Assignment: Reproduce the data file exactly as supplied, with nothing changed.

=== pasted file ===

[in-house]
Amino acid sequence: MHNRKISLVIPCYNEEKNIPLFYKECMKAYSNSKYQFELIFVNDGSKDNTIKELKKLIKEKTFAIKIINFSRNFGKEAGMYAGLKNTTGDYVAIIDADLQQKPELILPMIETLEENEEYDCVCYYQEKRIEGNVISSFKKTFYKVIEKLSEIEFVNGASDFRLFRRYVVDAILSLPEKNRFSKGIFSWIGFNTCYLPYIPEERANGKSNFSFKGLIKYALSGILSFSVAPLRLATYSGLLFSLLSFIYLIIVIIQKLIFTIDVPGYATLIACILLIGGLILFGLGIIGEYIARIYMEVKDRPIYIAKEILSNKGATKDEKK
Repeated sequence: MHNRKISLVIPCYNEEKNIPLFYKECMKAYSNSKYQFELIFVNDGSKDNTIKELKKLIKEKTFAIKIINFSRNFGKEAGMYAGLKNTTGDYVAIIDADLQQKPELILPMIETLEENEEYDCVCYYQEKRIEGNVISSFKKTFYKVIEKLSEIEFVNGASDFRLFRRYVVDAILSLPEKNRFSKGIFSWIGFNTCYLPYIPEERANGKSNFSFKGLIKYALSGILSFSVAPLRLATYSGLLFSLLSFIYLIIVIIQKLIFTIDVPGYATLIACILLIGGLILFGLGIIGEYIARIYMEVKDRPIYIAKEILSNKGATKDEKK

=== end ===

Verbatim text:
[in-house]
Amino acid sequence: MHNRKISLVIPCYNEEKNIPLFYKECMKAYSNSKYQFELIFVNDGSKDNTIKELKKLIKEKTFAIKIINFSRNFGKEAGMYAGLKNTTGDYVAIIDADLQQKPELILPMIETLEENEEYDCVCYYQEKRIEGNVISSFKKTFYKVIEKLSEIEFVNGASDFRLFRRYVVDAILSLPEKNRFSKGIFSWIGFNTCYLPYIPEERANGKSNFSFKGLIKYALSGILSFSVAPLRLATYSGLLFSLLSFIYLIIVIIQKLIFTIDVPGYATLIACILLIGGLILFGLGIIGEYIARIYMEVKDRPIYIAKEILSNKGATKDEKK
Repeated sequence: MHNRKISLVIPCYNEEKNIPLFYKECMKAYSNSKYQFELIFVNDGSKDNTIKELKKLIKEKTFAIKIINFSRNFGKEAGMYAGLKNTTGDYVAIIDADLQQKPELILPMIETLEENEEYDCVCYYQEKRIEGNVISSFKKTFYKVIEKLSEIEFVNGASDFRLFRRYVVDAILSLPEKNRFSKGIFSWIGFNTCYLPYIPEERANGKSNFSFKGLIKYALSGILSFSVAPLRLATYSGLLFSLLSFIYLIIVIIQKLIFTIDVPGYATLIACILLIGGLILFGLGIIGEYIARIYMEVKDRPIYIAKEILSNKGATKDEKK